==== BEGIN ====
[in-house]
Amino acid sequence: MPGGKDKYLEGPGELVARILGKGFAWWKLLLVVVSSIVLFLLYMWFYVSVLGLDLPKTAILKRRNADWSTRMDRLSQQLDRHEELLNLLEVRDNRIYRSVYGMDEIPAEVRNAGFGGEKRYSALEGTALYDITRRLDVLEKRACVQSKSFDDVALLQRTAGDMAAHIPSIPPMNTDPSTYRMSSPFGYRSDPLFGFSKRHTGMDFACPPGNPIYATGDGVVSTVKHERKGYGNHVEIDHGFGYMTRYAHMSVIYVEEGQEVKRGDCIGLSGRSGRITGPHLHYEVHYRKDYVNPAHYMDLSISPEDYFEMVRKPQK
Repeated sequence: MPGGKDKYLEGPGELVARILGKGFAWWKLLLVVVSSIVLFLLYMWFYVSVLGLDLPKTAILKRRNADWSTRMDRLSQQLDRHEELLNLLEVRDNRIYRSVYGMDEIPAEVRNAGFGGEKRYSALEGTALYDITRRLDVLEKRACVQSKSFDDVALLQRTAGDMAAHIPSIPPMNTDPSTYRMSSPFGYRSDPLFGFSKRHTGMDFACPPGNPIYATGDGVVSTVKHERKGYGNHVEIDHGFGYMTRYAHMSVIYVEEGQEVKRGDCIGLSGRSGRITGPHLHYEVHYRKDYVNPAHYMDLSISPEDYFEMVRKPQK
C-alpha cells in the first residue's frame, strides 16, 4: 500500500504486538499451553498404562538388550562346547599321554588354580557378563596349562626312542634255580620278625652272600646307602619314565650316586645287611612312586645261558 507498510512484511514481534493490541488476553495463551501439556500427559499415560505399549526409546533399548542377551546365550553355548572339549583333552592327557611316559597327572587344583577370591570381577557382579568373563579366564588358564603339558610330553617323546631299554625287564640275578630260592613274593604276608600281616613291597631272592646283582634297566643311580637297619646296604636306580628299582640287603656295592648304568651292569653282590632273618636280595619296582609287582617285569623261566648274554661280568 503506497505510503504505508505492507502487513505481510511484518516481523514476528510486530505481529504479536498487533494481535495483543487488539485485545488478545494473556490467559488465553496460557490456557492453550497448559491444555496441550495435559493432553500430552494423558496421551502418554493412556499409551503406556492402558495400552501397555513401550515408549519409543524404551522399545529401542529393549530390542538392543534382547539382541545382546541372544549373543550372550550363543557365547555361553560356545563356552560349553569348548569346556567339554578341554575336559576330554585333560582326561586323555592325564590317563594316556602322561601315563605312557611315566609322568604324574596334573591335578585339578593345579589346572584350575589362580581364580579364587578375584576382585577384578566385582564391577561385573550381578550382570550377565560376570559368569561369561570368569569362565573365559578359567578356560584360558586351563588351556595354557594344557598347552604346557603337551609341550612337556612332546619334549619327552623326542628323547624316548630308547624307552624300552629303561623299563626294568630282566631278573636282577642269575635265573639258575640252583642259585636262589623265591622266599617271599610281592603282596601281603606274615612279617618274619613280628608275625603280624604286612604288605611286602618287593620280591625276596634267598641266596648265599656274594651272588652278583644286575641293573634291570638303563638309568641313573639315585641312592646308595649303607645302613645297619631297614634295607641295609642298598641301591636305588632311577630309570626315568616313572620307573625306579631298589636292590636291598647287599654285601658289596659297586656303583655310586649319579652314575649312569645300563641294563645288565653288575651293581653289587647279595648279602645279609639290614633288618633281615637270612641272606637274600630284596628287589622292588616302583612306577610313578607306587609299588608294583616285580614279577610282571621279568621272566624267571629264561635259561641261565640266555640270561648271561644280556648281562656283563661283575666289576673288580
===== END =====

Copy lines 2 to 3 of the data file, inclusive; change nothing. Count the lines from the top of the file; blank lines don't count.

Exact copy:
Amino acid sequence: MPGGKDKYLEGPGELVARILGKGFAWWKLLLVVVSSIVLFLLYMWFYVSVLGLDLPKTAILKRRNADWSTRMDRLSQQLDRHEELLNLLEVRDNRIYRSVYGMDEIPAEVRNAGFGGEKRYSALEGTALYDITRRLDVLEKRACVQSKSFDDVALLQRTAGDMAAHIPSIPPMNTDPSTYRMSSPFGYRSDPLFGFSKRHTGMDFACPPGNPIYATGDGVVSTVKHERKGYGNHVEIDHGFGYMTRYAHMSVIYVEEGQEVKRGDCIGLSGRSGRITGPHLHYEVHYRKDYVNPAHYMDLSISPEDYFEMVRKPQK
Repeated sequence: MPGGKDKYLEGPGELVARILGKGFAWWKLLLVVVSSIVLFLLYMWFYVSVLGLDLPKTAILKRRNADWSTRMDRLSQQLDRHEELLNLLEVRDNRIYRSVYGMDEIPAEVRNAGFGGEKRYSALEGTALYDITRRLDVLEKRACVQSKSFDDVALLQRTAGDMAAHIPSIPPMNTDPSTYRMSSPFGYRSDPLFGFSKRHTGMDFACPPGNPIYATGDGVVSTVKHERKGYGNHVEIDHGFGYMTRYAHMSVIYVEEGQEVKRGDCIGLSGRSGRITGPHLHYEVHYRKDYVNPAHYMDLSISPEDYFEMVRKPQK